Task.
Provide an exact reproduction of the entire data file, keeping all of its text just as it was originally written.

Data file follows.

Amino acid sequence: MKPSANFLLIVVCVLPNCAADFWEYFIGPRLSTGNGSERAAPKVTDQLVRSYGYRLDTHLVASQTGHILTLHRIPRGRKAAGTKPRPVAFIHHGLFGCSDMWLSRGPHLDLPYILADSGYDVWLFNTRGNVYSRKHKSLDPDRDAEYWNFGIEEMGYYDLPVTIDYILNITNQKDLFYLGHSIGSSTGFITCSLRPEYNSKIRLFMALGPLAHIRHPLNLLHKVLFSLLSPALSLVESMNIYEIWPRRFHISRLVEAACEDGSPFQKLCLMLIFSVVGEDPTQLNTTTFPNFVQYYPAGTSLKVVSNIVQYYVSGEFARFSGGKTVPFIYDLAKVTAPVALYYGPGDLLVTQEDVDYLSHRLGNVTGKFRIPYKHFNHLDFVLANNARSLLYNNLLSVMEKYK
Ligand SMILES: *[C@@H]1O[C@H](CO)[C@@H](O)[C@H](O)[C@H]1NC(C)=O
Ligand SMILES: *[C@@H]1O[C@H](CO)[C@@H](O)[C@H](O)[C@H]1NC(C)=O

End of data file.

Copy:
Amino acid sequence: MKPSANFLLIVVCVLPNCAADFWEYFIGPRLSTGNGSERAAPKVTDQLVRSYGYRLDTHLVASQTGHILTLHRIPRGRKAAGTKPRPVAFIHHGLFGCSDMWLSRGPHLDLPYILADSGYDVWLFNTRGNVYSRKHKSLDPDRDAEYWNFGIEEMGYYDLPVTIDYILNITNQKDLFYLGHSIGSSTGFITCSLRPEYNSKIRLFMALGPLAHIRHPLNLLHKVLFSLLSPALSLVESMNIYEIWPRRFHISRLVEAACEDGSPFQKLCLMLIFSVVGEDPTQLNTTTFPNFVQYYPAGTSLKVVSNIVQYYVSGEFARFSGGKTVPFIYDLAKVTAPVALYYGPGDLLVTQEDVDYLSHRLGNVTGKFRIPYKHFNHLDFVLANNARSLLYNNLLSVMEKYK
Ligand SMILES: *[C@@H]1O[C@H](CO)[C@@H](O)[C@H](O)[C@H]1NC(C)=O
Ligand SMILES: *[C@@H]1O[C@H](CO)[C@@H](O)[C@H](O)[C@H]1NC(C)=O